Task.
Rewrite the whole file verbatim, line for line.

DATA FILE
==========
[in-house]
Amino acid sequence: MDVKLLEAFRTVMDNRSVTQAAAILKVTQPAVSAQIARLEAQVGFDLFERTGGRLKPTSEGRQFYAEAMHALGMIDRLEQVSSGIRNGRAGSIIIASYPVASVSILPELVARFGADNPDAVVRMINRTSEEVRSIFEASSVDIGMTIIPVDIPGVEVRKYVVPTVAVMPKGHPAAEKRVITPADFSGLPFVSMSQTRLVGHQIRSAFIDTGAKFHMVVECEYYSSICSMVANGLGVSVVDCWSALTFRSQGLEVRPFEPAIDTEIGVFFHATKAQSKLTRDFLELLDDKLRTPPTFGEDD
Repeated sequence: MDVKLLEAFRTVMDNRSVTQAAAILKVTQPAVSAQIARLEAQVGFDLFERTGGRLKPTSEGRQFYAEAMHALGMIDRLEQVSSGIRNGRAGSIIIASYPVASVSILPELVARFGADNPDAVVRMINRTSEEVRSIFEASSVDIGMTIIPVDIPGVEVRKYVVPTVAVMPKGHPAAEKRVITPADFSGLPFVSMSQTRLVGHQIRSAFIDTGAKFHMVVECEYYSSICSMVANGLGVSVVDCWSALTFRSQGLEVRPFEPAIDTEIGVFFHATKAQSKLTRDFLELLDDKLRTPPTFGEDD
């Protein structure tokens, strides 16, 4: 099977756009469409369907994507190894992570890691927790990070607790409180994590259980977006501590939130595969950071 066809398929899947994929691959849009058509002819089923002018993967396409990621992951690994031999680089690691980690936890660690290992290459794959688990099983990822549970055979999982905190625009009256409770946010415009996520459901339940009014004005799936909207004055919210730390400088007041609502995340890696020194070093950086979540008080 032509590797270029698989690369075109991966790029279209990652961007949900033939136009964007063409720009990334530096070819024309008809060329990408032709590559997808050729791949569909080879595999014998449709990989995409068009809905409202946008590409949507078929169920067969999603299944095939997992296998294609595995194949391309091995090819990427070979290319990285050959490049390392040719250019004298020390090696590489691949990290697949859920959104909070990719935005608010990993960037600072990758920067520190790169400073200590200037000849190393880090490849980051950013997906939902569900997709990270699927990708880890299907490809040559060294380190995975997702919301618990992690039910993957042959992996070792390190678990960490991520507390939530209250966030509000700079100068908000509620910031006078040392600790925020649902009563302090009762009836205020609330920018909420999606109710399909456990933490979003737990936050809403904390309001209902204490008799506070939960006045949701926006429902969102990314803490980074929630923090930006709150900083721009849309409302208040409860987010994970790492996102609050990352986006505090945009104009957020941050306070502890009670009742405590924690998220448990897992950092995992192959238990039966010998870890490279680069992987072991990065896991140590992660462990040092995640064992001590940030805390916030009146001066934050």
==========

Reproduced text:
[in-house]
Amino acid sequence: MDVKLLEAFRTVMDNRSVTQAAAILKVTQPAVSAQIARLEAQVGFDLFERTGGRLKPTSEGRQFYAEAMHALGMIDRLEQVSSGIRNGRAGSIIIASYPVASVSILPELVARFGADNPDAVVRMINRTSEEVRSIFEASSVDIGMTIIPVDIPGVEVRKYVVPTVAVMPKGHPAAEKRVITPADFSGLPFVSMSQTRLVGHQIRSAFIDTGAKFHMVVECEYYSSICSMVANGLGVSVVDCWSALTFRSQGLEVRPFEPAIDTEIGVFFHATKAQSKLTRDFLELLDDKLRTPPTFGEDD
Repeated sequence: MDVKLLEAFRTVMDNRSVTQAAAILKVTQPAVSAQIARLEAQVGFDLFERTGGRLKPTSEGRQFYAEAMHALGMIDRLEQVSSGIRNGRAGSIIIASYPVASVSILPELVARFGADNPDAVVRMINRTSEEVRSIFEASSVDIGMTIIPVDIPGVEVRKYVVPTVAVMPKGHPAAEKRVITPADFSGLPFVSMSQTRLVGHQIRSAFIDTGAKFHMVVECEYYSSICSMVANGLGVSVVDCWSALTFRSQGLEVRPFEPAIDTEIGVFFHATKAQSKLTRDFLELLDDKLRTPPTFGEDD
């Protein structure tokens, strides 16, 4: 099977756009469409369907994507190894992570890691927790990070607790409180994590259980977006501590939130595969950071 066809398929899947994929691959849009058509002819089923002018993967396409990621992951690994031999680089690691980690936890660690290992290459794959688990099983990822549970055979999982905190625009009256409770946010415009996520459901339940009014004005799936909207004055919210730390400088007041609502995340890696020194070093950086979540008080 032509590797270029698989690369075109991966790029279209990652961007949900033939136009964007063409720009990334530096070819024309008809060329990408032709590559997808050729791949569909080879595999014998449709990989995409068009809905409202946008590409949507078929169920067969999603299944095939997992296998294609595995194949391309091995090819990427070979290319990285050959490049390392040719250019004298020390090696590489691949990290697949859920959104909070990719935005608010990993960037600072990758920067520190790169400073200590200037000849190393880090490849980051950013997906939902569900997709990270699927990708880890299907490809040559060294380190995975997702919301618990992690039910993957042959992996070792390190678990960490991520507390939530209250966030509000700079100068908000509620910031006078040392600790925020649902009563302090009762009836205020609330920018909420999606109710399909456990933490979003737990936050809403904390309001209902204490008799506070939960006045949701926006429902969102990314803490980074929630923090930006709150900083721009849309409302208040409860987010994970790492996102609050990352986006505090945009104009957020941050306070502890009670009742405590924690998220448990897992950092995992192959238990039966010998870890490279680069992987072991990065896991140590992660462990040092995640064992001590940030805390916030009146001066934050």